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He woke up. He was laying in the grass in his back yard. The dew had made his pajamas uncomfortably damp. He rolled over, got up, and climbed in his bedroom window. His alarm clock read six-thirty, which meant he had just enough time to get ready for school. Just as he finished changing, his mother opened the door. She told him his breakfast was cold, and that the bus would be arriving soon. His sister had already left for the bus stop.

He ate his cold eggs, but left the toast. When he arrived at the bus stop, the bus was pulling up to the corner. It stopped with a hiss and the doors opened.

This was the first stop, so he always had the pick of the seats. Other than the ones his sister and her friends always wanted: the two farthest-back seats. He sat quietly during the long ride, mostly staring out the window or examining the imprints made in the back of the seat. He’d heard they were called “smiley faces” but he didn’t think they looked much like a smile. There was also a smattering of graffiti, most of which consisted of crude drawings of various parts of human anatomy. There was a doodle of a triangle that caught his eye: it had lines extending from its points at an angle, and lines going inward, meeting in the center. He traced the lines with his fingertip several times, wondering who drew it—and feeling like he almost knew.

He enjoyed school. He received much better grades than his sister, though he thought his parents might have gotten the idea that D’s were better than A’s, since they always praised his sister’s accomplishments and ignored his.

That night, they ordered pizza. He was always a slow eater, and by the time he finished his first slice, his sister had already finished two and took another. Which happened to also be the last piece. He thought of protesting, but that would only give her more pleasure as she ate it.

After a couple hours’ TV-watching, during which they watched everything but the things he was interested in, he retired to his room. He turned on his reading lamp, and changed into his pajamas. As an afterthought, he put on his windbreaker. Just in case, he thought and smiled.

The Dream

Dream-like. That’s how it felt. That’s how it always felt when it happened.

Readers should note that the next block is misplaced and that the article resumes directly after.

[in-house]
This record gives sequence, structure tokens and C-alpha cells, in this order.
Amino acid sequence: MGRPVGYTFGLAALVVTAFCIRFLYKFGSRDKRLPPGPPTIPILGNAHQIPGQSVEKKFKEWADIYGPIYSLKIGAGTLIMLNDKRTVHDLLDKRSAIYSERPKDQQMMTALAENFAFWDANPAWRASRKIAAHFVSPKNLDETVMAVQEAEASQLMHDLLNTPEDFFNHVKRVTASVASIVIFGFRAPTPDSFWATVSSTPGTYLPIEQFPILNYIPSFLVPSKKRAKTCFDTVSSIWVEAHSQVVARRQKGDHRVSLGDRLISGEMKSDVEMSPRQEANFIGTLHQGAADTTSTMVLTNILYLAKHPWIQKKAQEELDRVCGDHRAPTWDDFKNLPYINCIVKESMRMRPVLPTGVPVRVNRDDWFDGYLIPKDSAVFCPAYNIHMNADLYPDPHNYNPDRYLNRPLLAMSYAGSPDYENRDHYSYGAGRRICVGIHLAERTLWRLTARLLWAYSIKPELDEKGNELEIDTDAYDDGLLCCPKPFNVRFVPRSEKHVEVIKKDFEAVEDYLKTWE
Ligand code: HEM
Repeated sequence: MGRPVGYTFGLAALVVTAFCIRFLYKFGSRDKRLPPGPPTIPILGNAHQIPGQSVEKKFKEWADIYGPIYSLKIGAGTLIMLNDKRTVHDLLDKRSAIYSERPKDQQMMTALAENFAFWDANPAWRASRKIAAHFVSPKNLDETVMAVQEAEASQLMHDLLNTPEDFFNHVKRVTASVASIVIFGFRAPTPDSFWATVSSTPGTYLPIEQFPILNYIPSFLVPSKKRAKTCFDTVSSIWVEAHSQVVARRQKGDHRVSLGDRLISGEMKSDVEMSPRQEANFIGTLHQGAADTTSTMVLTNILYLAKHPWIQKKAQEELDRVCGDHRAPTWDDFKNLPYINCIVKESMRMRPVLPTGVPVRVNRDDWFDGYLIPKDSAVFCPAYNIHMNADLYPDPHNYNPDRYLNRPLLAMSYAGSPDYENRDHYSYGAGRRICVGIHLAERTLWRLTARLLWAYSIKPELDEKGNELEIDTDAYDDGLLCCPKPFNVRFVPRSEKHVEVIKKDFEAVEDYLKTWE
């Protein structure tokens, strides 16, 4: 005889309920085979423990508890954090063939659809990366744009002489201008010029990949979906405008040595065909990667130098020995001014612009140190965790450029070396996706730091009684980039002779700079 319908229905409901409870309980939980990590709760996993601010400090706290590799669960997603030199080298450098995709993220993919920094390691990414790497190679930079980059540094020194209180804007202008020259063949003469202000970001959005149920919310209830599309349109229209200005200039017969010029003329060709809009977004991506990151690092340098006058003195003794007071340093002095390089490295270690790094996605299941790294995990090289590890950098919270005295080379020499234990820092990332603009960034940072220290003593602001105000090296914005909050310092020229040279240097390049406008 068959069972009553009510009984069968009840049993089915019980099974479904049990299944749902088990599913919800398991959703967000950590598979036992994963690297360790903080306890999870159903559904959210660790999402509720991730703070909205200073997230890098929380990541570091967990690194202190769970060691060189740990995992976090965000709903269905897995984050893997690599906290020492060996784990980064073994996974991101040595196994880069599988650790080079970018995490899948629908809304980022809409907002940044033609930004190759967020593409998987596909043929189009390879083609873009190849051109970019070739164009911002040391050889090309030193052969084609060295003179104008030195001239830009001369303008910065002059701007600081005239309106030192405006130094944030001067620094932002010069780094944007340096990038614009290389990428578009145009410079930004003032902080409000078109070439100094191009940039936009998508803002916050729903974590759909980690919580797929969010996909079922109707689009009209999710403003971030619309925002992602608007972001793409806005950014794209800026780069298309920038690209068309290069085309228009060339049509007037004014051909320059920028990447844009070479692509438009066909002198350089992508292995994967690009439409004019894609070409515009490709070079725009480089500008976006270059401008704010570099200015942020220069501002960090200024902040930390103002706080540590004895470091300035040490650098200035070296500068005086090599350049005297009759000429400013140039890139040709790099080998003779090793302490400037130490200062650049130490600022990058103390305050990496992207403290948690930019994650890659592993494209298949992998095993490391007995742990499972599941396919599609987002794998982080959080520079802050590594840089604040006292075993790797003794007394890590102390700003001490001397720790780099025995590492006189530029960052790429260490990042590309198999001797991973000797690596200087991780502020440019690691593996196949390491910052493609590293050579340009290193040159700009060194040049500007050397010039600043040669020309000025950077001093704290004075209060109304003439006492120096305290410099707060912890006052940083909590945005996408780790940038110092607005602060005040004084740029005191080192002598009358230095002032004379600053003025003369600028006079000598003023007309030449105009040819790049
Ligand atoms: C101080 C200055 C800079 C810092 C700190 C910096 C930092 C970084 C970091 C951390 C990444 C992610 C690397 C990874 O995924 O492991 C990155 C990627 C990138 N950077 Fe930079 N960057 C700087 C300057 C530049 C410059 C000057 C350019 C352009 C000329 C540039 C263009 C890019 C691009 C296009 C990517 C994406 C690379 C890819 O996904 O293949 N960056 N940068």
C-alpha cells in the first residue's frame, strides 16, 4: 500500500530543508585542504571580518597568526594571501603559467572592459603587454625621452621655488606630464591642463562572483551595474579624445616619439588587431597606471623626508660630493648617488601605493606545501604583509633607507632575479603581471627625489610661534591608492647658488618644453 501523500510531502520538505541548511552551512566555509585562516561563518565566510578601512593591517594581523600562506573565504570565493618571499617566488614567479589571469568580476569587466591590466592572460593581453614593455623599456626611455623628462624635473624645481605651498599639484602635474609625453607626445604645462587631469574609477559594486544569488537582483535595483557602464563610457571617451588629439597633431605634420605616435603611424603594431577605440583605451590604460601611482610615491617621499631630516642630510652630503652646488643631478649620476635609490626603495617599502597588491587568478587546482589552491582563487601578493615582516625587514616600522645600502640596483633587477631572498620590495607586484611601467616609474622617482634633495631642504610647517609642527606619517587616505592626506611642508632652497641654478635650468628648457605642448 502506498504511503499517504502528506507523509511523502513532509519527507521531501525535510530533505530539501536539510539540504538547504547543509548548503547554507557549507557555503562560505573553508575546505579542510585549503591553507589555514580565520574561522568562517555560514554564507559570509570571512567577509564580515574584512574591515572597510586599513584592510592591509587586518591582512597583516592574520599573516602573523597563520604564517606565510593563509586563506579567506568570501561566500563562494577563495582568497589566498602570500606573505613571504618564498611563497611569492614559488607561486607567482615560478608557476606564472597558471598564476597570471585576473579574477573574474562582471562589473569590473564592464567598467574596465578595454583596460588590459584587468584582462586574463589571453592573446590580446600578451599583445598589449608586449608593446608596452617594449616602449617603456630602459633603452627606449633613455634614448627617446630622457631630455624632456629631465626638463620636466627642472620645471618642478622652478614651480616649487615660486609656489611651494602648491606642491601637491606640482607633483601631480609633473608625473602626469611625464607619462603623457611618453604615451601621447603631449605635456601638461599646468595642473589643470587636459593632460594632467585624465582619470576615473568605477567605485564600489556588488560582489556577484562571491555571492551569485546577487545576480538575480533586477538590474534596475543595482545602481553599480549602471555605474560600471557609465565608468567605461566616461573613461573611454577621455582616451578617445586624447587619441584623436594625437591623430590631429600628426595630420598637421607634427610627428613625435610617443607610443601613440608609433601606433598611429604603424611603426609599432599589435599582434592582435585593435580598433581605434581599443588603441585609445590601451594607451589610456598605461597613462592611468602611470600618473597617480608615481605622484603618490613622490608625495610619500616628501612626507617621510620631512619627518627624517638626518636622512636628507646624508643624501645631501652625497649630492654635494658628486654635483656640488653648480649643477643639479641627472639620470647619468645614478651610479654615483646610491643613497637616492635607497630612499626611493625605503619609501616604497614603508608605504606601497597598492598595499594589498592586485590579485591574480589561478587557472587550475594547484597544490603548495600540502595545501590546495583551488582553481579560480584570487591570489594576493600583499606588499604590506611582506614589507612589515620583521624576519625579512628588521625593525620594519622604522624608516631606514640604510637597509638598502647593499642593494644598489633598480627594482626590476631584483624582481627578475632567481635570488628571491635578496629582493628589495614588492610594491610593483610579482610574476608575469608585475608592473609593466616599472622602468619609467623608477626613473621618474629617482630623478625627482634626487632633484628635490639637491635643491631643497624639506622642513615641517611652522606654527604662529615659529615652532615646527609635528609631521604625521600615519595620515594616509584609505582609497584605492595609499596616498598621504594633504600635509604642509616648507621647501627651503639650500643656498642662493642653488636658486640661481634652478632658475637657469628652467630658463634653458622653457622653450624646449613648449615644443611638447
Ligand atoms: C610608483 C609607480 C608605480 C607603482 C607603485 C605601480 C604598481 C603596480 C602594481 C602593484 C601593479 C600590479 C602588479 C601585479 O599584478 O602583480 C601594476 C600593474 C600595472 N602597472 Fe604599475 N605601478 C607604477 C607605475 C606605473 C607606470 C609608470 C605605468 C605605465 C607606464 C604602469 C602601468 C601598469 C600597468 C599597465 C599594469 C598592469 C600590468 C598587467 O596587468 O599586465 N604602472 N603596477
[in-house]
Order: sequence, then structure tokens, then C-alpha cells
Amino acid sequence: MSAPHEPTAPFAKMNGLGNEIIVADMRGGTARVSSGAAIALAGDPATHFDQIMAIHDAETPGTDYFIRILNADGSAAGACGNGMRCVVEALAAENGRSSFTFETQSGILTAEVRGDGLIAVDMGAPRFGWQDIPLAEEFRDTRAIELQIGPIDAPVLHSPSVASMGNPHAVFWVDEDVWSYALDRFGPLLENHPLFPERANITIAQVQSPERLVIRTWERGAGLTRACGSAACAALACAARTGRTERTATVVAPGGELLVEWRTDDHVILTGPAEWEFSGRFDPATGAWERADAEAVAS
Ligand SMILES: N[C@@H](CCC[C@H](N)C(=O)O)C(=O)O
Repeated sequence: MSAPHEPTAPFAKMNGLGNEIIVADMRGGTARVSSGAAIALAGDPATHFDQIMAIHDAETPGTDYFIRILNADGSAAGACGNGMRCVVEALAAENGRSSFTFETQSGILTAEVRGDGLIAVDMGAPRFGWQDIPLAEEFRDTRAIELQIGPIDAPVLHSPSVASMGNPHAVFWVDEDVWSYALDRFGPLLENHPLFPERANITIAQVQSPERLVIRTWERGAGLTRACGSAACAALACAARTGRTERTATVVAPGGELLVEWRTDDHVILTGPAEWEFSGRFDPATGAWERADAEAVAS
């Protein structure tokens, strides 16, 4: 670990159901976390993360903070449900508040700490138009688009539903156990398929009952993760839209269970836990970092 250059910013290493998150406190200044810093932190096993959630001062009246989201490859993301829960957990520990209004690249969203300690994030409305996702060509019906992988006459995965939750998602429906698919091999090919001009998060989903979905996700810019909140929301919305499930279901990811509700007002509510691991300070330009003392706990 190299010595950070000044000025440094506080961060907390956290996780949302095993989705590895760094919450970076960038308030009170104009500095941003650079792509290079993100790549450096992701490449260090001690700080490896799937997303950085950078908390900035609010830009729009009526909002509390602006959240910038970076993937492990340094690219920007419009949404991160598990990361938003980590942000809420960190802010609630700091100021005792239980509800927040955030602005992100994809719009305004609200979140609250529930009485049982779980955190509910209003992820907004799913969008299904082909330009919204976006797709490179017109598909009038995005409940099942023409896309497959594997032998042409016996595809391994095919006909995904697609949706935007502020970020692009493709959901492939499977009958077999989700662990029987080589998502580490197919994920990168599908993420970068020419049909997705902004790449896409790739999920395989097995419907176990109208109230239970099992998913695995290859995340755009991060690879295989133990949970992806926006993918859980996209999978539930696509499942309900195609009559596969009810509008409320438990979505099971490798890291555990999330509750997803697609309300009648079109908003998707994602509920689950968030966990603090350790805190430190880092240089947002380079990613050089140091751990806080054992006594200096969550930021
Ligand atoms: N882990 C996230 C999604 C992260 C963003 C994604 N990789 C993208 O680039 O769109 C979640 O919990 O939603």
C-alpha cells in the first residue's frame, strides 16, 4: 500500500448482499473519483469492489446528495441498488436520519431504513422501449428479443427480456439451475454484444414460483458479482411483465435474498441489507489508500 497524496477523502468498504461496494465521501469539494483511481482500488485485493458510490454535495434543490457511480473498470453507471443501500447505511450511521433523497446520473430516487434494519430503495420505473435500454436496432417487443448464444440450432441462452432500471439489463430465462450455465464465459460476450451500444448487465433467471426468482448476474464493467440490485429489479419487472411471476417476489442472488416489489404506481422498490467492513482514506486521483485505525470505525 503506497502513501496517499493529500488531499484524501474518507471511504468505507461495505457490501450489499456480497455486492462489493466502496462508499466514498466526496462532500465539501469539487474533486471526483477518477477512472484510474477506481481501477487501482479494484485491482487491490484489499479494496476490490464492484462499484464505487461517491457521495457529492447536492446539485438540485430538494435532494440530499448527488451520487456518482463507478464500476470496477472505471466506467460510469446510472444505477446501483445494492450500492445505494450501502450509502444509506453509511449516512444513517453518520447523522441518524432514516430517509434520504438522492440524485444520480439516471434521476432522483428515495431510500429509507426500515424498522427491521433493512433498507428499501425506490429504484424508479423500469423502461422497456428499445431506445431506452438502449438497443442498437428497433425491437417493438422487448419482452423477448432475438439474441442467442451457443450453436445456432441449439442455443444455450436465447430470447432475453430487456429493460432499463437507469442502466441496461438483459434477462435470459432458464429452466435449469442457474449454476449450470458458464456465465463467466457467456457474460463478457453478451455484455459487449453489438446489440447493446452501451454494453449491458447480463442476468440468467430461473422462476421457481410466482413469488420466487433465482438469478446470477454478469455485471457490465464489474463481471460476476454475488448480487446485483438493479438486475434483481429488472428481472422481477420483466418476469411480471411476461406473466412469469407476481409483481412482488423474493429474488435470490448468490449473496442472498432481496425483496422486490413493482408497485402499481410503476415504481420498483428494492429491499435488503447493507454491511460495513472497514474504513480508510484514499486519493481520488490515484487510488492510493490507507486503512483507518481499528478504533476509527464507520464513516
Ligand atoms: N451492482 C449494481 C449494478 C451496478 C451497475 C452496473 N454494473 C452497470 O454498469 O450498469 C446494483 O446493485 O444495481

He stood on the roof of his house, looking out over the city. The lights of the city twinkled in the night air, and the occasional breeze made him shiver. He’d have to remember to wear shoes next time it happened. Not that he was ever awake when it started. Perhaps that was part of the reason he always felt like he was dreaming.

Maybe he was dreaming. He always accepted the possibility—and usually immediately dismissed it. There was almost always some evidence: Dirt on his clothes, or holes, and one time he was completely soaked after an encounter with lawn sprinklers.

For some reason, he usually ended near his own house. To him, this was odd because his house was the last place he wanted to be. He also suspected that his desire to leave was the origin of the… Well, it had to be, didn’t it?

Maybe he wished himself somewhere else so strongly that he’d actually caused it to happen. Maybe when he was sleeping, it was easier to tap into whatever supernatural power pulled him away almost every night.

Every day after school, he had to come home to his parents’ constant fighting, and his older sister’s constant treating him like slime. After dinner, when he could finally go to his room, he felt like it was a sanctuary where they couldn’t hurt him anymore. He’d always get drawn into his parents’ arguments, and his sister was always hitting him, blaming things on him, taking things from him, and taking all the positive attention from their parents.